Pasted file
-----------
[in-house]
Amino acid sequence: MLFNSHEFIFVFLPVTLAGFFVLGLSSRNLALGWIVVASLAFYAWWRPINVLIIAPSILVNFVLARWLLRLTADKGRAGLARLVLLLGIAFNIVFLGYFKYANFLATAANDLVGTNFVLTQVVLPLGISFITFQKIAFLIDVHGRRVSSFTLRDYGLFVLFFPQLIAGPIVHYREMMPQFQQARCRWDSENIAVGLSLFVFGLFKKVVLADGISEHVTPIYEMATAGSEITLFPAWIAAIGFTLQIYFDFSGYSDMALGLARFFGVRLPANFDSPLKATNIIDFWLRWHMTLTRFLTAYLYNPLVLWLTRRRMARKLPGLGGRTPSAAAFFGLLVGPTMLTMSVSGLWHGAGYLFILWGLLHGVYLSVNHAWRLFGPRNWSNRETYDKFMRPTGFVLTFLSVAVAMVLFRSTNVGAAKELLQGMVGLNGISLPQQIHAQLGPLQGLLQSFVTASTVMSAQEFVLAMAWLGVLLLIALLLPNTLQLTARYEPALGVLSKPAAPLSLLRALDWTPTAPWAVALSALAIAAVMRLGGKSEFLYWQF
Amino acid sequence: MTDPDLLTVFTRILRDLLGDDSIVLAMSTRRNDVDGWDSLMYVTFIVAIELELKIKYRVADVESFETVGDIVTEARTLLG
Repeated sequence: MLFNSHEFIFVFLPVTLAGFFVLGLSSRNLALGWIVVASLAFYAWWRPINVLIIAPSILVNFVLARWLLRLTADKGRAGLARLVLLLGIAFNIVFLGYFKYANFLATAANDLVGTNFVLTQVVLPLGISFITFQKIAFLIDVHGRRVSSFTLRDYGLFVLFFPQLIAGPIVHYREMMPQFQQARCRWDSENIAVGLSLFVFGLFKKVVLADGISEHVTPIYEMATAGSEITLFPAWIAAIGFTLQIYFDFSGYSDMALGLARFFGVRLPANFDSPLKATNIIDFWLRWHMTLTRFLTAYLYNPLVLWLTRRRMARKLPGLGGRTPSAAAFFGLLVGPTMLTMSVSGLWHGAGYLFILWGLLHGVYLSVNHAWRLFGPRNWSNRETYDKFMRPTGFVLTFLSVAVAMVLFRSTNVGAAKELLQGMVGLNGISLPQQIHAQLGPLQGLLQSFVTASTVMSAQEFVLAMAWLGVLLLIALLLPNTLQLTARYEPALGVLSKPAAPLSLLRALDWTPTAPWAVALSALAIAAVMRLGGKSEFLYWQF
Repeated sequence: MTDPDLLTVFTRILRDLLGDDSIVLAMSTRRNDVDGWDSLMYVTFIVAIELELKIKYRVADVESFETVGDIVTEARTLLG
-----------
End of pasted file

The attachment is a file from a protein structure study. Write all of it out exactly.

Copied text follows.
[in-house]
Amino acid sequence: MLFNSHEFIFVFLPVTLAGFFVLGLSSRNLALGWIVVASLAFYAWWRPINVLIIAPSILVNFVLARWLLRLTADKGRAGLARLVLLLGIAFNIVFLGYFKYANFLATAANDLVGTNFVLTQVVLPLGISFITFQKIAFLIDVHGRRVSSFTLRDYGLFVLFFPQLIAGPIVHYREMMPQFQQARCRWDSENIAVGLSLFVFGLFKKVVLADGISEHVTPIYEMATAGSEITLFPAWIAAIGFTLQIYFDFSGYSDMALGLARFFGVRLPANFDSPLKATNIIDFWLRWHMTLTRFLTAYLYNPLVLWLTRRRMARKLPGLGGRTPSAAAFFGLLVGPTMLTMSVSGLWHGAGYLFILWGLLHGVYLSVNHAWRLFGPRNWSNRETYDKFMRPTGFVLTFLSVAVAMVLFRSTNVGAAKELLQGMVGLNGISLPQQIHAQLGPLQGLLQSFVTASTVMSAQEFVLAMAWLGVLLLIALLLPNTLQLTARYEPALGVLSKPAAPLSLLRALDWTPTAPWAVALSALAIAAVMRLGGKSEFLYWQF
Amino acid sequence: MTDPDLLTVFTRILRDLLGDDSIVLAMSTRRNDVDGWDSLMYVTFIVAIELELKIKYRVADVESFETVGDIVTEARTLLG
Repeated sequence: MLFNSHEFIFVFLPVTLAGFFVLGLSSRNLALGWIVVASLAFYAWWRPINVLIIAPSILVNFVLARWLLRLTADKGRAGLARLVLLLGIAFNIVFLGYFKYANFLATAANDLVGTNFVLTQVVLPLGISFITFQKIAFLIDVHGRRVSSFTLRDYGLFVLFFPQLIAGPIVHYREMMPQFQQARCRWDSENIAVGLSLFVFGLFKKVVLADGISEHVTPIYEMATAGSEITLFPAWIAAIGFTLQIYFDFSGYSDMALGLARFFGVRLPANFDSPLKATNIIDFWLRWHMTLTRFLTAYLYNPLVLWLTRRRMARKLPGLGGRTPSAAAFFGLLVGPTMLTMSVSGLWHGAGYLFILWGLLHGVYLSVNHAWRLFGPRNWSNRETYDKFMRPTGFVLTFLSVAVAMVLFRSTNVGAAKELLQGMVGLNGISLPQQIHAQLGPLQGLLQSFVTASTVMSAQEFVLAMAWLGVLLLIALLLPNTLQLTARYEPALGVLSKPAAPLSLLRALDWTPTAPWAVALSALAIAAVMRLGGKSEFLYWQF
Repeated sequence: MTDPDLLTVFTRILRDLLGDDSIVLAMSTRRNDVDGWDSLMYVTFIVAIELELKIKYRVADVESFETVGDIVTEARTLLG